Department of Health

A new Mental Health and Wellbeing Commission for Victoria

The Victorian Government is establishing a new Mental Health and Wellbeing Commission.

The new Commission will hold government to account for the performance, quality and safety of Victoria’s mental health and wellbeing system.

The Mental Health and Wellbeing Commission is an independent statutory authority. It will have substantial powers to obtain and share data, begin inquiries and investigate complaints.

The new Commission will drive cultural change across the system and support people with lived experience to lead and partner in reform. It will also have a key role in leading actions to reduce stigma related to mental health.

The Commission will be established with full powers and responsibilities when the new Mental Health and Wellbeing Act 2022 commences on 1 September 2023. It will be an independent entity that will monitor and publicly report on the performance, quality and safety of the mental health and wellbeing system and elevate leadership of people with lived experience.

The functions of the Mental Health Complaints CommissionerExternal Link will fold into the new Commission on 1 September 2023.

The new Mental Health and Wellbeing Commission will have more extensive powers than the current Mental Health Complaints Commissioner. It will be able to investigate a matter without a complaint being made and conduct broad inquiries into any matter relating to its objectives or functions.

Appointment of Commissioners

The Victorian Government has appointed four Commissioners to lead the new Mental Health and Wellbeing Commission. Chair Commissioner Treasure Jennings is supported by three Commissioners – Annabel Brebner, Jacqueline Gibson and Kathleen Maggie Toko.

The Commission includes designated roles for Commissioners with lived or living experience of mental illness or psychological distress and with experience as a family member, carer or supporter.

Commissioners will start stakeholder engagement activities when the Commission is established in September 2023.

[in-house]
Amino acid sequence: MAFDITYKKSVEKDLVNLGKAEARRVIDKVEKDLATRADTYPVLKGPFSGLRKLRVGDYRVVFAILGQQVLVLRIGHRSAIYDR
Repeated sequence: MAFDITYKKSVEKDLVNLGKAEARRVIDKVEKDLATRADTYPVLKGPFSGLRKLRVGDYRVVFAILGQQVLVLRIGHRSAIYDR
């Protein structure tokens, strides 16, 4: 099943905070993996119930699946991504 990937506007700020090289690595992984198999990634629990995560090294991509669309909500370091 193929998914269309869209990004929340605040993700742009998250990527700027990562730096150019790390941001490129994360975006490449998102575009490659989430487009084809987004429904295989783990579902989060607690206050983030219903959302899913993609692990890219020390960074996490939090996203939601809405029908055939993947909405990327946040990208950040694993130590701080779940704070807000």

• Treasure Jennings
    Chair Commissioner

    Treasure Jennings is the Chair Commissioner of the new Mental Health and Wellbeing Commission. Treasure brings extensive experience in senior leadership roles where she has worked to elevate consumer rights. She has spent the past two and a half years as the joint Mental Health Complaints Commissioner and Disability Services Commissioner. She is also a former Public Transport Ombudsman and has more than twenty years of general management and senior leadership experience in several other statutory entities.

    Treasure is passionate about the rights of people experiencing mental health issues. She is drawn to work that involves system reform and process improvements, especially where those improvements support the structural and cultural changes needed to promote a kinder, more compassionate service and community approach to diversity, trauma and individual needs. Treasure brings a personal experience to her role, both as someone with an experience of mental health issues and as someone with a long history of engagement with the mental health system as a carer, family member and supporter.

    Annabel Brebner

    Annabel Brebner has been appointed as a Commissioner of the Mental Health and Wellbeing Commission. An experienced executive, economist and public policy consultant, she has more than 17 years’ experience advising Commonwealth and State governments across a range of social policy matters including health, mental health, and areas of intersection.